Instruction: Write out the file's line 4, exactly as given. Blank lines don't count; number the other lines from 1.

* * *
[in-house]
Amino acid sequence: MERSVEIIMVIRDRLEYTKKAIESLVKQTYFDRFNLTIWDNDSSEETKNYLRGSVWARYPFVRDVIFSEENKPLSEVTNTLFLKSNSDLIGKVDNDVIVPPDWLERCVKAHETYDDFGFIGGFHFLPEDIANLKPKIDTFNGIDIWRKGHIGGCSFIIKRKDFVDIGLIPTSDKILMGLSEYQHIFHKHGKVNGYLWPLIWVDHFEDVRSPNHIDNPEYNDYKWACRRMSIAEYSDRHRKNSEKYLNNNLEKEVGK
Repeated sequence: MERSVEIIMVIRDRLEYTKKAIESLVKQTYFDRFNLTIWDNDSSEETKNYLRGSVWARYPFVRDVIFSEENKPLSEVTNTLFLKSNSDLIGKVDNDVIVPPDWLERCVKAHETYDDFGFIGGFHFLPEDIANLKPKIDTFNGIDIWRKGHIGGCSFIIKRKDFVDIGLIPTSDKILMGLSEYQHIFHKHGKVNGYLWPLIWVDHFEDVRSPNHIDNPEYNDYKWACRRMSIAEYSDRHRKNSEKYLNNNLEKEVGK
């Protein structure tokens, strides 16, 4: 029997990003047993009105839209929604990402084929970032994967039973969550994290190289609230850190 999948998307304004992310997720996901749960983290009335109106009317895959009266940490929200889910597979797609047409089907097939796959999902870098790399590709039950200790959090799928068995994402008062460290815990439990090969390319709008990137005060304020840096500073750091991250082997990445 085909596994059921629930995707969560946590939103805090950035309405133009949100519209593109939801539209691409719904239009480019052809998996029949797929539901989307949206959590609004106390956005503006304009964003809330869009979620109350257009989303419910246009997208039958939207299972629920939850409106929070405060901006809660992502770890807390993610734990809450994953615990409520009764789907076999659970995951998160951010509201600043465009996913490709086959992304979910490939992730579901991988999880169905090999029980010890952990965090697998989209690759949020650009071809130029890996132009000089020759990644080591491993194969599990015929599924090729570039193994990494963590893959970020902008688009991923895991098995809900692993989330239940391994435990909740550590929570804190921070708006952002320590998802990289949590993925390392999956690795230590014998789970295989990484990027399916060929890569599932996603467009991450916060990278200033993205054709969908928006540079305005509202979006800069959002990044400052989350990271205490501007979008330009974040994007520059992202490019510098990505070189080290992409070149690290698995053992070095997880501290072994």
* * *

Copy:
């Protein structure tokens, strides 16, 4: 029997990003047993009105839209929604990402084929970032994967039973969550994290190289609230850190 999948998307304004992310997720996901749960983290009335109106009317895959009266940490929200889910597979797609047409089907097939796959999902870098790399590709039950200790959090799928068995994402008062460290815990439990090969390319709008990137005060304020840096500073750091991250082997990445 085909596994059921629930995707969560946590939103805090950035309405133009949100519209593109939801539209691409719904239009480019052809998996029949797929539901989307949206959590609004106390956005503006304009964003809330869009979620109350257009989303419910246009997208039958939207299972629920939850409106929070405060901006809660992502770890807390993610734990809450994953615990409520009764789907076999659970995951998160951010509201600043465009996913490709086959992304979910490939992730579901991988999880169905090999029980010890952990965090697998989209690759949020650009071809130029890996132009000089020759990644080591491993194969599990015929599924090729570039193994990494963590893959970020902008688009991923895991098995809900692993989330239940391994435990909740550590929570804190921070708006952002320590998802990289949590993925390392999956690795230590014998789970295989990484990027399916060929890569599932996603467009991450916060990278200033993205054709969908928006540079305005509202979006800069959002990044400052989350990271205490501007979008330009974040994007520059992202490019510098990505070189080290992409070149690290698995053992070095997880501290072994």